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Re: Subspecies vs. species?

Dear All,
First off I believe we all owe a vote of thanks to everyone who has so
kindly taken the time off their busy schedules to attempt to answer what
really is the unanswerable questions!!  For me, a special thank you to
Wilbert and Alistair, GREAT information, guys!!!

To put my two cents worth into the ring, I agree COMPLETELY with all that
Alistair trys to explain above, and you did a GREAT job, Alistair!!!   As I
have been involved in other scientific disciplines besides plants, a few of
which are a little more clear-cut in comparison to plants, perhaps I can
help A LITTLE with our folks understanding of the genus/speciessub species
As Alistair tried to point out above, all are some persons/Scientist`s
opinion, hopefully arrived at only after long and VERY careful study and
considerations, discussions with other experts, etc., but the bottom line
may be that there is no 'god' of science to make a final judgement as to if
a certain individual`s opinion is totally correct, and the issue remains
open to be changed IF someone comes along with new or better information
that puts the item in a new light, this happens ALL the time, and is why
science of all classes will always be in a state of flux!!
Concerning the subspecies/species 'thing" I give as an example a rather long
story as to why it is important not to jump to conclusions as to this being
an unnecessary thing.
Many years ago, one of my Mentors in Trinidad was a Scientist called Erik
Kjellisvig-Waering, who was the world expert on Euripterids, fossil and
living scorpions, and HIS personal example of a scientist that NEVER made
mistakes was the Englishman at the B.M., Pocock, who published extensively
on W.Indian and other scorpions of the world.   One of the  things that
always worried the heck out of Erik, was that Pocock had discribed a
sub-species of scorpion from a tiny Island S. of St. Vincent and N. of
Grenada called Bequea, and named it Tityus smithiii microdon, and said it
differed from the Grenadian species (T.s.smithi) by possesing a different
tubericle under the "stinger" (both of these scorps were quite distinct from
the species found on St. Vincent, the next Island 'up' the West Indian
chain, and from the ones found on Trinidad, the next Island 'down' the
chain).  To Erik, this did not make sense, as scorpions are particularly
'cut and dried' from an anatomical standpoint, and Erik  thought that
perhaps Pocock was to finally be caught in an error, perhaps based on only
examining one specimen that might have had a deformity, but to prove this
theory, several new/additional specimens would need to be collected from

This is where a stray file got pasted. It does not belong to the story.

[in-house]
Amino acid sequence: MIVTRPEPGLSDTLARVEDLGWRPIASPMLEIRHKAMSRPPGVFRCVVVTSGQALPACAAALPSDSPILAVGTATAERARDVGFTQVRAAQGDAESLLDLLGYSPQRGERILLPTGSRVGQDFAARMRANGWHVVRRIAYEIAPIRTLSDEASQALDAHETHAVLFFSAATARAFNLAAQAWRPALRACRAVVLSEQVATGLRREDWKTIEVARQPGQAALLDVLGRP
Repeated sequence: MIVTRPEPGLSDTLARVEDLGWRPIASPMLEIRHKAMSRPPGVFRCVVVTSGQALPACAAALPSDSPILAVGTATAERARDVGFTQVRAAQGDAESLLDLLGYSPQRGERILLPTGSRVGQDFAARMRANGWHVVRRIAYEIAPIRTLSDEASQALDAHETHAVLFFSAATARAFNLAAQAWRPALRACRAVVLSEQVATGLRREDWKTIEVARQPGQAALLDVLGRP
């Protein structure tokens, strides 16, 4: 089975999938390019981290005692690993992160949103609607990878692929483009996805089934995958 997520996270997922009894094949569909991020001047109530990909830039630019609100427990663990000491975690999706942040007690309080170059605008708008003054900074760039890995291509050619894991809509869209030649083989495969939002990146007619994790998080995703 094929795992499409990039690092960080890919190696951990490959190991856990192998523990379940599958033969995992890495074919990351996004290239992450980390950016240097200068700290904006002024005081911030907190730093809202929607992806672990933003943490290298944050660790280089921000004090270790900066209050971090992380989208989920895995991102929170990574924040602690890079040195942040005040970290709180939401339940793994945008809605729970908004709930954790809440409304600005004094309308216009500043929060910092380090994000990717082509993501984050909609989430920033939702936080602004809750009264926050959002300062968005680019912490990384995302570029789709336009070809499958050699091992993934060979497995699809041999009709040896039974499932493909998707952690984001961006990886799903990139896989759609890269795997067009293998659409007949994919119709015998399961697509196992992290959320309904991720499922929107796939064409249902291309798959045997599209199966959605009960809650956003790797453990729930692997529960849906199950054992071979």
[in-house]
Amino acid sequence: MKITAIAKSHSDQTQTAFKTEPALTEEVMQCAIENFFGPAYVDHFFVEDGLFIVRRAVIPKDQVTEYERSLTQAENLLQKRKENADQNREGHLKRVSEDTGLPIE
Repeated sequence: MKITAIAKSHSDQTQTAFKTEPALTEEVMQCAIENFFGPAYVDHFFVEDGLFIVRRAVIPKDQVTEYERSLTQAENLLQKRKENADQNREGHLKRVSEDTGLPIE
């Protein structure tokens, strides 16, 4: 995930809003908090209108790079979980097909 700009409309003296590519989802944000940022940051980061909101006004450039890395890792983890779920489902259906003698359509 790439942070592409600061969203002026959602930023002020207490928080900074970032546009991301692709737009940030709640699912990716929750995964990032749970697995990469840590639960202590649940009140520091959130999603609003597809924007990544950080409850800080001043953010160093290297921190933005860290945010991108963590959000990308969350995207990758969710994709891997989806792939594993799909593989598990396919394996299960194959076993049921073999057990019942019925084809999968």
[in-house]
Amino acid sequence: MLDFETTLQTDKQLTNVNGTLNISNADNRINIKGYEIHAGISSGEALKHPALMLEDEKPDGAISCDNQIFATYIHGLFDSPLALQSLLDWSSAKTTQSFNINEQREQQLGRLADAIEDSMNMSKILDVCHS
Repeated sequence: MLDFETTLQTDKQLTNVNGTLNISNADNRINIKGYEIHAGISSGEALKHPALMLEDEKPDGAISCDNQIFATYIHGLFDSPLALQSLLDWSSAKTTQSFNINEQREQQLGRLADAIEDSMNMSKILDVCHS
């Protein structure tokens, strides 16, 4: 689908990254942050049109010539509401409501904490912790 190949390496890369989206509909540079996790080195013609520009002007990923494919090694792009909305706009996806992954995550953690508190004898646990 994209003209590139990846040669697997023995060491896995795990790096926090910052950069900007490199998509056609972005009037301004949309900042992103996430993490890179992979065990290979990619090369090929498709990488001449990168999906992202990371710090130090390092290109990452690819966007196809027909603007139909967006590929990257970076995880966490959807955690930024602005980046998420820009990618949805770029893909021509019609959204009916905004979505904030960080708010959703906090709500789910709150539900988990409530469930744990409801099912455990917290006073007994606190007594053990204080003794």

Bequea Island, NOT an easy or common destination to visit back in those
days!!!  He made three trips there, and even with the most modern collecting
instruments at the time, U.V. lanterns, had failed to come up with a single
specimen.    I was due to go there to collect Anolis lizards for the M.C.Z.,
and told him that I`d get a few for him, and this was regaled by rounds of
laughter, as obviously since he, the expert, had failed to find a single
specimen in three extensive collecting trips, a mere boy would fail with no
U.V.lanterns, and only having two days to collect both lizards AND to try
for scorps.
To cut an already-too-long story short (er), on arriving on Bequea, I went
to the only local Grade School there, and with the lone teacher`s
permission, questioned all the 10-11 year old boys as to if THEY had ever
seen scorps. on their Island, and ONE said that he remembered seeing several
under rocks, but on a remote part of the Island, when his family was
collecting soldier crabs for food (!!). I then rented the ONLY Land Rover on
the Island, drove over to the spot with three boys 'rented' from the school
master for a few hours, and we collected over 20 specimems!!
On arrival back on Trinidad, I rushed them over to Erik`s home, and he
rushed upstairs to his study, and microscopically examined them all for a
short time, and I can see his face to this day, pale, as he said to me
"Pocock was indeed correct, that man was a genius!"  There was no way that
you could consider the Bequea specimens sufficently different from the
nominant species on Grenada to name it a new/different species, but it was
certainly different enough from the Grenada species to justify the necessity
of  sub-specific rank, which strengthened the theory of an evolving chain of
species stretching up/down the chain of W.I. islands, different species on
different islands, and though Bequea and Grenada are seperated from each
other by sea, they are part of the same island "mass", (separated  from the
St.Vincent 'mass" by a deep water channel), and for long enough for the
scorps on Bequea and Grenada to evolve to be slightly different from each
other, but recognisable as being closely related, so a sub-specific status
was very justified in this case.

Hope that this little story MAY help to explain why sometimes there is value
in sub-species status for a population, but as Alistair says, it is all in
the individual Scientist`s perception, and this is subject to change based
on additional info. or another`s interpritation.
Let`s keep talking, and Happy New Year to all!

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